When disaster strikes, rescuers must be ready
Animal rescuers without disaster kits and exit plans for their own homes won’t be any use in the field if a crisis happens in their local area. They’ll be too busy saving themselves, and their own pets and family members. That’s just one of the many lessons communicated at this week’s training for the Disaster Animal Response Team (DART) in Washington State.
The national DART, which is operated through Humane Society of United States (HSUS), has 600 active members and responds to natural disasters such as wildfires, floods and hurricanes.
Rescuers from around the Pacific Northwest travelled from as far as Vancouver Island to Portland, gathering in Everett to learn about disaster rescue for animals. The animated crowd of about 75 people included shelter workers, animal control officers, paramedics, firefighters, veterinarians, veterinary technicians, staff from animal welfare organizations, and animal-rescuing citizens. Some were already members of other disaster rescue teams, such as the Washington State Animal Response Team (WASART), which sent a large contingent led by president Gretchen McCallum.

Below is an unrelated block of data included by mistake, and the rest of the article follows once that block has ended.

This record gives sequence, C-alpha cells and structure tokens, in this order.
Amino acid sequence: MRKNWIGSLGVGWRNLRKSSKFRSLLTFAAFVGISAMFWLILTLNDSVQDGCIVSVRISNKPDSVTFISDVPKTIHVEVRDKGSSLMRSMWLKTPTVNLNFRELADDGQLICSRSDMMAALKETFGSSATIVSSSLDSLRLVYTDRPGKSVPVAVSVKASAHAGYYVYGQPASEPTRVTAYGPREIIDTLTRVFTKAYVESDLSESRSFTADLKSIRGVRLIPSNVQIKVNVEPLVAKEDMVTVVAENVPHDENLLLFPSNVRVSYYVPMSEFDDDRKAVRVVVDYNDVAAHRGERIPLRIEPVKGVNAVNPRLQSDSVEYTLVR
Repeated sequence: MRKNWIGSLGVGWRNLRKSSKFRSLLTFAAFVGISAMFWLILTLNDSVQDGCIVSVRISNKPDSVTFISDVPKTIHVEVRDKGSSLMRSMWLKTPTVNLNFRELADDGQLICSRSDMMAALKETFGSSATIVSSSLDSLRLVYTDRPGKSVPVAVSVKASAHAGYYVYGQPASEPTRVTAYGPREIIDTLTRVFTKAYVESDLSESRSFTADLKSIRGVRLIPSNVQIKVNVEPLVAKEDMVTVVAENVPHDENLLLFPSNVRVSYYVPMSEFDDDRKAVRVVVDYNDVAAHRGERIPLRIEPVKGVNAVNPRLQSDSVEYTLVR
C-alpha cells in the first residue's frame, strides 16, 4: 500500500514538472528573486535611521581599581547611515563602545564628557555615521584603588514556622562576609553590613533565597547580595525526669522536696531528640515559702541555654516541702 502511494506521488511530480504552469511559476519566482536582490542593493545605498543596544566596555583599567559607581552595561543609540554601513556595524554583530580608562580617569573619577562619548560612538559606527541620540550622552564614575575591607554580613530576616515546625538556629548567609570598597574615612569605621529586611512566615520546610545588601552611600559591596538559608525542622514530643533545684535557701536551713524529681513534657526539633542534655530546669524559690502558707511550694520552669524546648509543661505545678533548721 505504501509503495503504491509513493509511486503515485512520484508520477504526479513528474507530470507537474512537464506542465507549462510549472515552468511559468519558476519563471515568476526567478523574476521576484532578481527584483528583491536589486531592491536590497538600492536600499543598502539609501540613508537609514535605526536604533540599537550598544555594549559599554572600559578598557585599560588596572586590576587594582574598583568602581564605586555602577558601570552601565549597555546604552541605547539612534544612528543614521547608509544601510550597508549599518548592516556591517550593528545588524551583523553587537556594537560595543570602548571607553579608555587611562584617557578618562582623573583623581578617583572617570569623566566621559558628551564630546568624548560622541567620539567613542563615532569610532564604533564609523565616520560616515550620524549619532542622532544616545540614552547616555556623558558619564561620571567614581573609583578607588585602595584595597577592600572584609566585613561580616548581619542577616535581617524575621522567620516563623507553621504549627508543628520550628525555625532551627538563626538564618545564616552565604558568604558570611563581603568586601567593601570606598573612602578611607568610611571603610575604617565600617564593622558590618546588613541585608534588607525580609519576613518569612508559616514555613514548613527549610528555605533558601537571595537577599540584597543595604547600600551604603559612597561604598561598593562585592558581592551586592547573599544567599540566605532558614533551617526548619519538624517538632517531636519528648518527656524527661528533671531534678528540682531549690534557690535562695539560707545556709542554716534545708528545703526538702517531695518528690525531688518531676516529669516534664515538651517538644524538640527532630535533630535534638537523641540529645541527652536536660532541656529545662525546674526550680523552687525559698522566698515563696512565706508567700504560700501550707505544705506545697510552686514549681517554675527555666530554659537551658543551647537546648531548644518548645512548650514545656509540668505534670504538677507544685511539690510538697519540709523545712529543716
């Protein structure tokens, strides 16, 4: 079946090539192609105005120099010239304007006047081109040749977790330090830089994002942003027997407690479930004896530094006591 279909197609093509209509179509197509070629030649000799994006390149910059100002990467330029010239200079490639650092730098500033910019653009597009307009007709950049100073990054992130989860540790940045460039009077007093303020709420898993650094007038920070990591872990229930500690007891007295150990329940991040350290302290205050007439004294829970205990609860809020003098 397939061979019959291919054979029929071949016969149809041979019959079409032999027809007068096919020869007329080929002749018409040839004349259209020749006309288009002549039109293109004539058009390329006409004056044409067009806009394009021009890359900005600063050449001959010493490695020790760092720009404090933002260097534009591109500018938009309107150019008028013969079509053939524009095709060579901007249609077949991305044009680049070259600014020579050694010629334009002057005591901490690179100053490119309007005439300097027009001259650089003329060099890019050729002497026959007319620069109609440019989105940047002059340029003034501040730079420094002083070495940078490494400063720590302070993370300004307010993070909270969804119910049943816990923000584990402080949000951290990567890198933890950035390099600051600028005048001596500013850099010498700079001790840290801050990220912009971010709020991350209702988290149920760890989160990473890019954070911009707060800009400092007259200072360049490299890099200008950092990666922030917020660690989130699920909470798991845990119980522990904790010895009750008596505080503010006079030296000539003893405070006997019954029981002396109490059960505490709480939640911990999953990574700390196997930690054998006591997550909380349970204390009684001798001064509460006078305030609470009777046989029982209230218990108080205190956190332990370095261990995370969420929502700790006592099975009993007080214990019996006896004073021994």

Always be courteous and professional with emergency responding agencies, rescuers learned. Forging links with groups that can help before disaster strikes is imperative, said Diane Webber, director of disaster preparedness and shelter management for HSUS.
“Make a list of local resources – who can be called upon for help,” said Webber. “Bring all the major players on board. Don’t wait for the event. Start educating people now.”
Anne Culver, a disaster training consultant for HSUS’ emergency services, recommended harnessing the power of the people beyond the animal rescue community. For example, thrift shop managers make perfect donation managers when food, cages, leashes and bowls start flooding in from a well-meaning general public during a disaster.
“Find someone who is doing in their daily job what we need them to do,” Culver said.